• Server Certificate -> Intermediate CA 2 -> Root CA

Combined Intermediate CA and Entity Certificate Case

There is a case where both PostgreSQL client and server only have Root CA certificate configured as the “trust anchor”. They do not have any intermediate CA certificate configured most likely because they do not know how many there even are.

To ensure the trust, we can alternatively append the intermediate CA certificates in the same entity certificate file (indicated by dash line below) and send to the other peer. This is important because the client or the server can use the intermediate CA certificate received to build the path to the common root CA, and therefore in the case below, both client and server can trust each other.

Multiple Client Certificate in PostgreSQL

Now that we know the basics how TLS protocol ensures trust between client and server with the help of certificates and trust chains. We can then look at how we can make PostgreSQL’s libpq client to choose the best certificate to send. Here’s the approach:

1. add 2 new connection parameters sslcertdir and sslkeydir in addition to sslcert and sslkey that the library already support. The 2 new parameters indicate the paths to a directory where all certificate and private key candidates will be located. It will pick the best one to use from these directories.

2. Register a cert_cb callback function, which will be invoked by OpenSSL during handshake, when client receives “Certificate Request” from the server. This gives us a chance to do some logic an set a desired certificate to send to the server. The following illustrates when cert_cb is invoked. Verfiy_cb is also invoked to give us a chance to check peer certificate. We will not modify this one.

3. inside cert_cb, we will call SSL_get0_peer_CA_list(ssl) to obtain a list of CA names configured at the server side. This list will help client to choose a certificate. The criteria is this, if a certificate’s issuer name equals to one of the CA names received, that is the certificate to use. This works for most times, but with a limitation, which we will talk about it later.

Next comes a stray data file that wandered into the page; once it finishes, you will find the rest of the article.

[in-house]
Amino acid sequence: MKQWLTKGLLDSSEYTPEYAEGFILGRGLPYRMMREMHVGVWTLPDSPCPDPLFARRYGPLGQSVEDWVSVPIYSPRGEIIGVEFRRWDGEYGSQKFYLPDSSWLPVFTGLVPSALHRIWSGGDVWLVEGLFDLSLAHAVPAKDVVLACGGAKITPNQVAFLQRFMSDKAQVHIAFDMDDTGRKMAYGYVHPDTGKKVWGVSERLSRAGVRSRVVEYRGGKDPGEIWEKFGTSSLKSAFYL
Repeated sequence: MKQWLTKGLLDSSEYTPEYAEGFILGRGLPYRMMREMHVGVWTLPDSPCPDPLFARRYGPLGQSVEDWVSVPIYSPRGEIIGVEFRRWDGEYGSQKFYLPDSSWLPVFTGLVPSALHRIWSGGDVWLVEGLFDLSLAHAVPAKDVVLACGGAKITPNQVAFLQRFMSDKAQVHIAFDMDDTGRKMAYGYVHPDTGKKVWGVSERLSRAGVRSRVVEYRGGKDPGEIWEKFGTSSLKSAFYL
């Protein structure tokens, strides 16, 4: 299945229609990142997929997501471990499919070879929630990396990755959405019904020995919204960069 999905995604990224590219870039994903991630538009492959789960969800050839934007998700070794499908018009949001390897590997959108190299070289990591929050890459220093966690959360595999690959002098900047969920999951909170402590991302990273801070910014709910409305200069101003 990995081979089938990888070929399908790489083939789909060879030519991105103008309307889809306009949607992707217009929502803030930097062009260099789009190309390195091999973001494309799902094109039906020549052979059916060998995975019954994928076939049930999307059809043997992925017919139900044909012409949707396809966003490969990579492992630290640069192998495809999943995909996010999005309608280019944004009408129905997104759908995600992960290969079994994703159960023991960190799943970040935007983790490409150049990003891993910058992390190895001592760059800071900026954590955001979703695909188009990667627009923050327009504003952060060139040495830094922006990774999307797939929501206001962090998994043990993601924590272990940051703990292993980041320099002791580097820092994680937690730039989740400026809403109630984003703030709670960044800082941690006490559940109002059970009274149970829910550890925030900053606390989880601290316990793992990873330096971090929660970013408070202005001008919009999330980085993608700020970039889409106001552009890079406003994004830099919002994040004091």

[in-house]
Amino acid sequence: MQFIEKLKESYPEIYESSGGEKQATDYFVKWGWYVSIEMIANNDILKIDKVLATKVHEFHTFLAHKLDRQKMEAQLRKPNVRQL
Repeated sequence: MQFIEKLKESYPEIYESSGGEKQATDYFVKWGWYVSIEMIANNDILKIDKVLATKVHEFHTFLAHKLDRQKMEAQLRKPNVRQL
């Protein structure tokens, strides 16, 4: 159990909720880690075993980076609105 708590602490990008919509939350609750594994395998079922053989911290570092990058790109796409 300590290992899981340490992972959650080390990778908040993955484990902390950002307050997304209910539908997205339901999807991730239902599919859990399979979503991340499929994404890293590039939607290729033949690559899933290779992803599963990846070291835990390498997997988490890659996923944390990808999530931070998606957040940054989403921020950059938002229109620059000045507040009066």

4. Open the sslcertdir and try to find the certificate with the matching criteria mentioned in 3. If one is found, we then try to look for a matching key from sslkeydir.

5. Finally, we will set the new certificate and key before returning the cert_cb function so that the handshake can continue.


1. The client certificate selection feature works only when all the possible CA certificates are configured at the server side. This includes all root CA and intermediates certificates, with an assumption that all intermediate CA certificates configured can be trusted. Yet, this may not always be the case.

2. If the client certificate is issued by an intermediate certificate and the server does not have it configured along with its root CA, the selection feature may not work properly. This is because the feature relies on trusted CA name to make a selection, it does not yet analyze potential intermediate CA certificates appended to the same client certificate file. This can be enhanced in future version.

3. Encrypted private key file: If a private key file under sslkeydir is encrypted by a password, it can only use the same password (as configured by sslkeypassword option). It is not able to use different password to decrypt different key file while searching for the matching key.

The Patch

The POC patch for this feature can be found here. You are welcome to try it out.